“One of the painful things about our time is that those who feel certainty are stupid, and those with any imagination and understanding are filled with doubt and indecision” – Bertrand Russell (1951)
Ever notice how those who seem to know the least about something tend to be the most confident in their knowledge?
According to psychologists David Dunning and Justin Kruger,1,2 people who are incompetent (bad at something) tend not to realize they are incompetent. In fact, they often believe they’re better or smarter than they really are. It may be due to the fact that they don’t know enough detail to realize they are wrong.
Conversely, people with a high level of expertise tend to rate their competency lower. It might be because they assume others know as much as they do. Even those experts who are confident in their knowledge are very careful with their words, and always express a level of uncertainty. They are so aware of the grey area and gaps of knowledge in their area of expertise that they refuse to make black and white statements. Being wrong can ruin a researchers reputation, or get a professional sued.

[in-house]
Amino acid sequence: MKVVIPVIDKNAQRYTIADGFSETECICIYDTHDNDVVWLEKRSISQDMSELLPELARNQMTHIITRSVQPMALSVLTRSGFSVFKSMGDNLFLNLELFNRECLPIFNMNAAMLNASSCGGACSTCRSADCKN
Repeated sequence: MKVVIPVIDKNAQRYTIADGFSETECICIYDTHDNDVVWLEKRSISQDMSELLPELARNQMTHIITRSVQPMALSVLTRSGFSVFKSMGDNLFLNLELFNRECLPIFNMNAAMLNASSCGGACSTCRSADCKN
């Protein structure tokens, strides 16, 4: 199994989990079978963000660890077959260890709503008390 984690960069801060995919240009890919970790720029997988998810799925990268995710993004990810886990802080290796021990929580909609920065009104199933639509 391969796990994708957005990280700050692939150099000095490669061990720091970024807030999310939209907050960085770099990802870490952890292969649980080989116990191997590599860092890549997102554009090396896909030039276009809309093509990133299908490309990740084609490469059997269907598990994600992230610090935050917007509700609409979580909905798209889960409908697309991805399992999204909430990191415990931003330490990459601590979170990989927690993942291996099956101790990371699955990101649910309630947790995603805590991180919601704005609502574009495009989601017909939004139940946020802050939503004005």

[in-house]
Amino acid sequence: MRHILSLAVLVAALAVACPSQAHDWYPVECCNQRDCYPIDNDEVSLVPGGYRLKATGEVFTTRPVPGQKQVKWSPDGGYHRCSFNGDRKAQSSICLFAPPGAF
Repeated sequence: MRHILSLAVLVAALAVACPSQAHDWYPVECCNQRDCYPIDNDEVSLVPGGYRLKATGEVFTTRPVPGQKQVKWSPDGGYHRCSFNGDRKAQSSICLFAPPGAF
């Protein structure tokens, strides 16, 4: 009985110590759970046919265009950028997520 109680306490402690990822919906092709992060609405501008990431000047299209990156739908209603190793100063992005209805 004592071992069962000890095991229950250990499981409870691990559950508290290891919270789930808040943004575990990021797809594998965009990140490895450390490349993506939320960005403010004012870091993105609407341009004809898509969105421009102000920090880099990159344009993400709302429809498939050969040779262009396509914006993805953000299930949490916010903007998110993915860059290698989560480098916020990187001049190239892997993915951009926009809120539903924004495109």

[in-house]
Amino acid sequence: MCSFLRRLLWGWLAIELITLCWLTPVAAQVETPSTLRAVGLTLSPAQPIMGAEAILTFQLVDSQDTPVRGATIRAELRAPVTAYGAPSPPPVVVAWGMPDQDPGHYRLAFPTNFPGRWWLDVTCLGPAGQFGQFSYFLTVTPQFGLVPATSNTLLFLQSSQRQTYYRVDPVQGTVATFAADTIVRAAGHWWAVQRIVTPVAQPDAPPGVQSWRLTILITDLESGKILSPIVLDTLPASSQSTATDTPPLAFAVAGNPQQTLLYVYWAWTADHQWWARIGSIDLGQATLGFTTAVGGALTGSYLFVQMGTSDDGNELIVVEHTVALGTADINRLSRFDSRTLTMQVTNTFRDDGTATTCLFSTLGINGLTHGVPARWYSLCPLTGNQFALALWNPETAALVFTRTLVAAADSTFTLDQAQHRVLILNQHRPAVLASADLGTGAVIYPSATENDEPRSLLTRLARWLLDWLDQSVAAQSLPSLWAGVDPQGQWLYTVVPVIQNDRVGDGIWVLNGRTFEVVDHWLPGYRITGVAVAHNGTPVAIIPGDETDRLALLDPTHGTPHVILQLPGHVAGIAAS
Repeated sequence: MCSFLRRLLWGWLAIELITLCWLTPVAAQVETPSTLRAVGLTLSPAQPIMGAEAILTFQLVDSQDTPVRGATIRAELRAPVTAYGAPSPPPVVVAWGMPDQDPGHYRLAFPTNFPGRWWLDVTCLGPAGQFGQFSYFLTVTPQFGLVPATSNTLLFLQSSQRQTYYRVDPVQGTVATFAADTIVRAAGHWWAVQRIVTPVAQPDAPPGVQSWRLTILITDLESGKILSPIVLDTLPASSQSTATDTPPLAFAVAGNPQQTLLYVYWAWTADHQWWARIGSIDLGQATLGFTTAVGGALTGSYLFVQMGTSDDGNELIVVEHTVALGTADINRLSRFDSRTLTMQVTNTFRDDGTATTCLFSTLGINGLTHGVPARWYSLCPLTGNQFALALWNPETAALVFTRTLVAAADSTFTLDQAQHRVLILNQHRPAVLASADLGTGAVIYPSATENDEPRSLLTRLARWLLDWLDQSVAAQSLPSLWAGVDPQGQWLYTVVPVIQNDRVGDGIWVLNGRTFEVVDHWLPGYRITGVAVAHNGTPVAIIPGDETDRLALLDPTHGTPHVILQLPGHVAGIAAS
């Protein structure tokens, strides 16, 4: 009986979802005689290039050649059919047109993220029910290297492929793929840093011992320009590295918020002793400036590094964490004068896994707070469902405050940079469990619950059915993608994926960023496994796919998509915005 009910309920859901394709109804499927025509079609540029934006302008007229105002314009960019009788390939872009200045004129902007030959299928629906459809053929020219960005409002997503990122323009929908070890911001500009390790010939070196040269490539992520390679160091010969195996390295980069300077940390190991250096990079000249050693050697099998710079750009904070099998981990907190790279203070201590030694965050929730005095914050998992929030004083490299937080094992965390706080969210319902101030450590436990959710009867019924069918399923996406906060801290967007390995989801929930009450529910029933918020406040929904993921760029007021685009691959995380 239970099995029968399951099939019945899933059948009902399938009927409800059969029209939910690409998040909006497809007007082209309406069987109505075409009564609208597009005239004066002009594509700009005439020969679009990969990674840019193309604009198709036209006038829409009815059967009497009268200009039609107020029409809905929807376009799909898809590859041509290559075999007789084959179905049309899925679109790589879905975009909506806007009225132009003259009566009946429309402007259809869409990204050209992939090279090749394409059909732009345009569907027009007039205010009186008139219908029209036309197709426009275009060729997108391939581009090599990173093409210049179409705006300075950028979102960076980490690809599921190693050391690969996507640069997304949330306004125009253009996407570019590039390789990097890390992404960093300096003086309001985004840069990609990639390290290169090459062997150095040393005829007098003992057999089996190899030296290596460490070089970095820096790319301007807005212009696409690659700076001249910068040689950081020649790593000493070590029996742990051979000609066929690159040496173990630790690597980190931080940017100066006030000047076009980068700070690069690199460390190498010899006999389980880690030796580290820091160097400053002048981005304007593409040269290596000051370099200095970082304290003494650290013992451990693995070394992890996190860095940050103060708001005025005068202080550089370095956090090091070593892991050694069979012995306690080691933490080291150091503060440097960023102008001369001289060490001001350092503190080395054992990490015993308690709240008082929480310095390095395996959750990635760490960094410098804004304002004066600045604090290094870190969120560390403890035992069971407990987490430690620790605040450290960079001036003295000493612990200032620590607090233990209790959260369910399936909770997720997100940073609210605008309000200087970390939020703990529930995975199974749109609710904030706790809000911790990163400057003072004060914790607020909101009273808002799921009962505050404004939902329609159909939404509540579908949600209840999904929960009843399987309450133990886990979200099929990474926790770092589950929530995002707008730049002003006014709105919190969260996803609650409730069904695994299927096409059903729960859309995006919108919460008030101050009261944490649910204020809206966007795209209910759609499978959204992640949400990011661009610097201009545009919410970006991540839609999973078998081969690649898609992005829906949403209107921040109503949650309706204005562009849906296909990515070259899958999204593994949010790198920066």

This is why you rarely see university professors and Ph.D.’s selling fitness or weight loss products. The snake-oil salespeople of the world are either unaware of their lack of knowledge, or completely aware and simply lying.
This is one of those things you should be aware of next time you decide to grace the world with your opinion… do you really know what the hell you are talking about?
Reading a wikipedia article, book, or even taking a course in something doesn’t make you an expert in it.
1. Kruger J, & Dunning D (1999). Unskilled and unaware of it: how difficulties in recognizing one’s own incompetence lead to inflated self-assessments. Journal of personality and social psychology, 77 (6), 1121-34 PMID: 10626367
2. Ehrlinger J, Johnson K, Banner M, Dunning D, & Kruger J (2008). Why the Unskilled Are Unaware: Further Explorations of (Absent) Self-Insight Among the Incompetent. Organizational behavior and human decision processes, 105 (1), 98-121 PMID: 19568317